Research software is a driving force in contemporary scholarly research, with most researchers relying on it to do their work. For example, a survey of elite UK universities found that 90% of researchers were relying on research software in their work (Hettrick, et al. 2014). Despite its importance, research software is rarely explicitly included in tenure, promotion, and recognition policies and processes around the world. As the two researchers working on the US Research Software Sustainability Institute (URSSI)Policy project, based at the National Center for Supercomputing Applications, we bring backgrounds in research software and social science. In this article, we seek to open discussions on how to value research software, integrate it into academic evaluations, and ensure its sustainability and impact.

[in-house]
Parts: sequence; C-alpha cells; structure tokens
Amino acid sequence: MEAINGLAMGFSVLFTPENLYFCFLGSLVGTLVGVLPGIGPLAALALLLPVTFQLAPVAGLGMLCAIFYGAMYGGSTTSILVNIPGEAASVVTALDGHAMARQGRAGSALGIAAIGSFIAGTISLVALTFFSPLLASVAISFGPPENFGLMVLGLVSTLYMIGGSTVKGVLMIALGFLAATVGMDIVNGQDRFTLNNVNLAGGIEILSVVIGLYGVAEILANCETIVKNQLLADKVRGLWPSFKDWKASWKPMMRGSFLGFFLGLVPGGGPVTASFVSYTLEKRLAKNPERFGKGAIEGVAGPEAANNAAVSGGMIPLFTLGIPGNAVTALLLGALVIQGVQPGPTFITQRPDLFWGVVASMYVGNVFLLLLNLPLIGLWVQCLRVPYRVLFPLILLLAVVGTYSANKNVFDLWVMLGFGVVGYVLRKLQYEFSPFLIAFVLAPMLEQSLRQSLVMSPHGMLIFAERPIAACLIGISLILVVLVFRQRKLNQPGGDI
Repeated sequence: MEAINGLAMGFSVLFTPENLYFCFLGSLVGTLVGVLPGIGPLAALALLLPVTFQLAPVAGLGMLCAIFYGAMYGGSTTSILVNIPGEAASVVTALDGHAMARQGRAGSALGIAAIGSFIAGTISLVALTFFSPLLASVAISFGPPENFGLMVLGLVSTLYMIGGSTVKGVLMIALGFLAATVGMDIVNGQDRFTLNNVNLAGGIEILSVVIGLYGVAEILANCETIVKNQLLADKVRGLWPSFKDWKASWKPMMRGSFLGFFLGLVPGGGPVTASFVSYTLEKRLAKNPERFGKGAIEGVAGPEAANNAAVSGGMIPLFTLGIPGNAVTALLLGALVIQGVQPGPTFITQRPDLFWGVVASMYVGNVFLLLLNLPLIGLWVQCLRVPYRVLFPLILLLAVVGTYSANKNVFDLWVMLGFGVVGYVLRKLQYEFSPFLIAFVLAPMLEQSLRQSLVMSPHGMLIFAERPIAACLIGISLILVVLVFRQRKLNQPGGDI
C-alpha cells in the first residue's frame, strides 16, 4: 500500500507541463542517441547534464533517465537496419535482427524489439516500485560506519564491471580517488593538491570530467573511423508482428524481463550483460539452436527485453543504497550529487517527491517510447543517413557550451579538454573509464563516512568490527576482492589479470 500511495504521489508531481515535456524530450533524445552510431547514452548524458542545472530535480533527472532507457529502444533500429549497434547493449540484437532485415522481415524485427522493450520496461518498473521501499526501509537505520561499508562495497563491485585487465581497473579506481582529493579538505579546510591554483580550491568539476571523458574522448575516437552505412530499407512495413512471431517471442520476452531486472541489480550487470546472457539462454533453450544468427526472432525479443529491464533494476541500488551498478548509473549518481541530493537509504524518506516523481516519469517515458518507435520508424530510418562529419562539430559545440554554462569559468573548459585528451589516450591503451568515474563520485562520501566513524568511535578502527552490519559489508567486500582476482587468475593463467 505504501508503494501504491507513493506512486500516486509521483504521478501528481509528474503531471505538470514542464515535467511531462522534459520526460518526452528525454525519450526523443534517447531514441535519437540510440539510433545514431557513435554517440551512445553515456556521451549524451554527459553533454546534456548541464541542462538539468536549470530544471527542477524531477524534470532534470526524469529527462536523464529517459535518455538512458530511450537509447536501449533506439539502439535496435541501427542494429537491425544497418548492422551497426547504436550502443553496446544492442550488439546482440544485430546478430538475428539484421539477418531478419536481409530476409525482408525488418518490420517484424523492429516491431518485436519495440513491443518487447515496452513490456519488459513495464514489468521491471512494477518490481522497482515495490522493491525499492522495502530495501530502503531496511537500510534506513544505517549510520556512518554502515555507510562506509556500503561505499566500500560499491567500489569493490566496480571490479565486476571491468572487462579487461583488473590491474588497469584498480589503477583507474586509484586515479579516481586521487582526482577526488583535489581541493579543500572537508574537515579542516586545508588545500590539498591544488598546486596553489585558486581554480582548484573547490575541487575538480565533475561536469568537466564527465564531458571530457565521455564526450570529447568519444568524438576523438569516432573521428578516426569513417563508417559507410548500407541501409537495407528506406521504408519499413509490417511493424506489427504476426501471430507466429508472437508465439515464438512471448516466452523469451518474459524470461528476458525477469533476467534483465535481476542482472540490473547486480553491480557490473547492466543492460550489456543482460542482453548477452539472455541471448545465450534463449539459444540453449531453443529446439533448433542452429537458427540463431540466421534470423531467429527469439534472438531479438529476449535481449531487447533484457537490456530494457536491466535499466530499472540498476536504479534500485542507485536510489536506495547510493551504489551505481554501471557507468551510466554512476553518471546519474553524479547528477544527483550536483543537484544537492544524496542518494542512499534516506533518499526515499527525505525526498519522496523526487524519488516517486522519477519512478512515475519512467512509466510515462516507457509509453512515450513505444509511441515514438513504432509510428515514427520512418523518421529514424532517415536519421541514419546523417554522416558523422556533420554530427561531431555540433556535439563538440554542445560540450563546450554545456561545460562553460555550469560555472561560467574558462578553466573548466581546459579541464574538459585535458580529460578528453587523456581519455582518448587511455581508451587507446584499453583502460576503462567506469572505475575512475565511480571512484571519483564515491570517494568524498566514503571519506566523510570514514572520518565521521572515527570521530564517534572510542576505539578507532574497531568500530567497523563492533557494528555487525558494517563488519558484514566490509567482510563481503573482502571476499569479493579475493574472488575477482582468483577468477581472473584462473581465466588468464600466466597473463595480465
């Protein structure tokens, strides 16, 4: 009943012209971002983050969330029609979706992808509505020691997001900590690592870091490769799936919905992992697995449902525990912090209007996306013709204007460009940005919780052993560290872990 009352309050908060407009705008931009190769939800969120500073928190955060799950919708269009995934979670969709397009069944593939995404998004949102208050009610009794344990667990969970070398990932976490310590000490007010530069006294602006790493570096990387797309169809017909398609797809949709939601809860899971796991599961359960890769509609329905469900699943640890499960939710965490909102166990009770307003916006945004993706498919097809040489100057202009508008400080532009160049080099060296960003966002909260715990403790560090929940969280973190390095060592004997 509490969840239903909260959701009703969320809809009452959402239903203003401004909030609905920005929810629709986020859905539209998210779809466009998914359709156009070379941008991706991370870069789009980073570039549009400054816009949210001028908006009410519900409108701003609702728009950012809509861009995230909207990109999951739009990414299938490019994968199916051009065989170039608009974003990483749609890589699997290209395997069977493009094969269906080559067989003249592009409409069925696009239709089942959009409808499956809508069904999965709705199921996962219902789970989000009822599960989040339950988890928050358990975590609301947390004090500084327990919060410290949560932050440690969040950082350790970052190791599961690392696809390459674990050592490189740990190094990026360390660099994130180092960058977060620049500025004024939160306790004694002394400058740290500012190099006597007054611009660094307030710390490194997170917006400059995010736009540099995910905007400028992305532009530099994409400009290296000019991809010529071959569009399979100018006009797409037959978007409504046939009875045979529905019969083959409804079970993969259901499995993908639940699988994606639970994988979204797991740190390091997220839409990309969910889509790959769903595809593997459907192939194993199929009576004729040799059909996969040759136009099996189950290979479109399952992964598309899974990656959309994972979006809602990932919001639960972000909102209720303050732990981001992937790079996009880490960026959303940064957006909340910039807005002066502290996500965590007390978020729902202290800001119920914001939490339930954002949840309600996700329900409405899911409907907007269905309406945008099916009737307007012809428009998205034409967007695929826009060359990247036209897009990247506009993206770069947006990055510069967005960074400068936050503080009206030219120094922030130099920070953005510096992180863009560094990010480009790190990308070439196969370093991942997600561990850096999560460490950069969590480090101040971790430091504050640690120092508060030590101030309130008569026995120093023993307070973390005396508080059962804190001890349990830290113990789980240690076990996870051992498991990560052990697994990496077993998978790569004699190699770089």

Research software covers a wide gamut: source code files, algorithms, scripts, computational workflows, and executables—all fashioned explicitly for research aims. As research increasingly leans on computational methods, the need to support the production, maintenance, and impact of software through tenure, promotion, and recognition is more urgent than ever. Seeking to address this need raises many questions. How can the impact of research software be measured and extended? How can research software be integrated into academic evaluations? How can the long-term sustainability of research software be ensured? A set of answers to such questions may be found through policy-related activities, including advocacy, organizing, and research. Because no one person or group can carry out all the needed work in this area, we (the authors of this article) have outlined and shared a set of possible activities along these lines that aim at elevating the role of research software in academic career paths, recognition, and beyond.